Category: General

The topic of civil asset forfeiture, the practice of law enforcement seizing and holding property even if the owner is never charged with or convicted of a crime, has made the news recently both in Georgia and nationally. The Georgia Public Policy Foundation focuses frequently on civil asset forfeiture. Many other policy organizations and grassroots groups, both conservative and liberal, have decried the practice. Regrettably, its status remains the same after the most recent Georgia legislative session. While the last reforms Georgia made were meaningful, the result has been somewhat underwhelming. There should be transparency through increased reporting.  Unfortunately, there is no real accountability for missing information and some confusion in the reporting process itself, as the Foundation reported View Article

The Top Ten in 2016!

What were the commentaries that most intrigued the Georgia Public Policy Foundation’s readers in 2016? We looked back and tracked the top 10 trending items through the year. Here’s the countdown: No. 7: Rome’s Free Clinic: Community Taking Charge. Dr. Leonard Reeves, president of the Faith and Deeds Community Health free clinic in Rome, oversees medical student volunteers from the Northwest Campus of the Georgia Medical College. 10. Applying the Lessons of Criminal Justice Reform to Health Care. Read it here. 9. Welfare-to-Work Helps Georgians Up and Out of Dependency. Read it here.  8. Beyond Medicaid: Health Care for Low-Income Georgians. Read it here. 7. Rome’s Free Clinic: Community Taking Charge. Read it here.  6. Transit’s… View Article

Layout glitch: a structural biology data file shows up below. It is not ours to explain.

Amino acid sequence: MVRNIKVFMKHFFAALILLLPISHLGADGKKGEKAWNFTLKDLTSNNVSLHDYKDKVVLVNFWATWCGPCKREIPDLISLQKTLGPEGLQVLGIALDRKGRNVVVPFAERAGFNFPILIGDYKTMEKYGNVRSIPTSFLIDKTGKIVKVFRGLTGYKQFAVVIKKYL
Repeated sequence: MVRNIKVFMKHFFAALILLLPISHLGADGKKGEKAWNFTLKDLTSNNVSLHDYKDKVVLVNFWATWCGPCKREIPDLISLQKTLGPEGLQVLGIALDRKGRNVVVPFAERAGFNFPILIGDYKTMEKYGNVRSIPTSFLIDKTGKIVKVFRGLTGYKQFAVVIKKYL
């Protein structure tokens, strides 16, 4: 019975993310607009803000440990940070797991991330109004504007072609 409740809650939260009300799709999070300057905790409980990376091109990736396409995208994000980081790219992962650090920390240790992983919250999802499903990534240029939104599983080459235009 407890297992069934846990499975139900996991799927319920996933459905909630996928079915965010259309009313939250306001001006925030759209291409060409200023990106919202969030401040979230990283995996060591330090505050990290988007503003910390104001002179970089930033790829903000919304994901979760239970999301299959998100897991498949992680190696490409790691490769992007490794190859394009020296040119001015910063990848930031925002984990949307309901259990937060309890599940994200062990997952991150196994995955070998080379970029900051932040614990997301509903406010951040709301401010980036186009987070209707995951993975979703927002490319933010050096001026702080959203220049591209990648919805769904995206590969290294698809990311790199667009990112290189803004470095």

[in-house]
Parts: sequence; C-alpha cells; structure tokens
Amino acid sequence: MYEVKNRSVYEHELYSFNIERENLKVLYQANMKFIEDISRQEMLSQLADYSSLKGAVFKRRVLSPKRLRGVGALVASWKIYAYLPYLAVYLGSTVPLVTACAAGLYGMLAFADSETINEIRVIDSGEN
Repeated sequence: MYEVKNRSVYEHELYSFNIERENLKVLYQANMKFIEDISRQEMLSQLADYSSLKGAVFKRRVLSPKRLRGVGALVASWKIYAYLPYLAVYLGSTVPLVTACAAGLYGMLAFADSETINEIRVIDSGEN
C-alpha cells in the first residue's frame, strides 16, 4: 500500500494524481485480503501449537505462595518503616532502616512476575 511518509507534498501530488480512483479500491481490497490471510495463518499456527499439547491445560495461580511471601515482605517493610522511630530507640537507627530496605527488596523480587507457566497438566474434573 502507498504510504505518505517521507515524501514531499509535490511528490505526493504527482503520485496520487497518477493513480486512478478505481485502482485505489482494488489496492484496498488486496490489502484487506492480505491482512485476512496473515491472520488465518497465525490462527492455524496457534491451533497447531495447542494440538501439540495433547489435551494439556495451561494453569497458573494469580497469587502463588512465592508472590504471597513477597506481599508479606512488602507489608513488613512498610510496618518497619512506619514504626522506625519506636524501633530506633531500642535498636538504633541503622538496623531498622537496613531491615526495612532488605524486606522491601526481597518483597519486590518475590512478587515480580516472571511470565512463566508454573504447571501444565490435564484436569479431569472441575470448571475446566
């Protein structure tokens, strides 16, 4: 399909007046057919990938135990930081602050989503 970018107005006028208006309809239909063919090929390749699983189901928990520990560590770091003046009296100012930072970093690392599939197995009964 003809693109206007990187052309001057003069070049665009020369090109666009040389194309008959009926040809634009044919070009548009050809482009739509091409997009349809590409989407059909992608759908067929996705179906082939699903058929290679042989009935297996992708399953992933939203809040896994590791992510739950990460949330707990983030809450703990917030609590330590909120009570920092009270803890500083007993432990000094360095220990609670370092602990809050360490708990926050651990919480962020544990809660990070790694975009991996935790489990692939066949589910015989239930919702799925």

Ed Noble, an Atlanta visionary and developer of Lenox Square, one of the nation’s first shopping centers, died on December 4, 2016 at age 88. Mr. Noble was a member of the founding board of the Georgia Public Policy Foundation. We appreciate his support and offer our condolences to his friends, family and colleagues.  Below is the obituary for Mr. Noble that was published in The Atlanta  Journal-Constitution. Lenox Square visionary changed Atlanta retail Noble developed one of nation’s 1st shopping centers By Elissa McCrary For the AJC Edward Noble had a vision that changed retailing forever. He was just 28 when he moved to Atlanta in the 1950s with a plan to develop Lenox Square Shopping Center in Buckhead,… View Article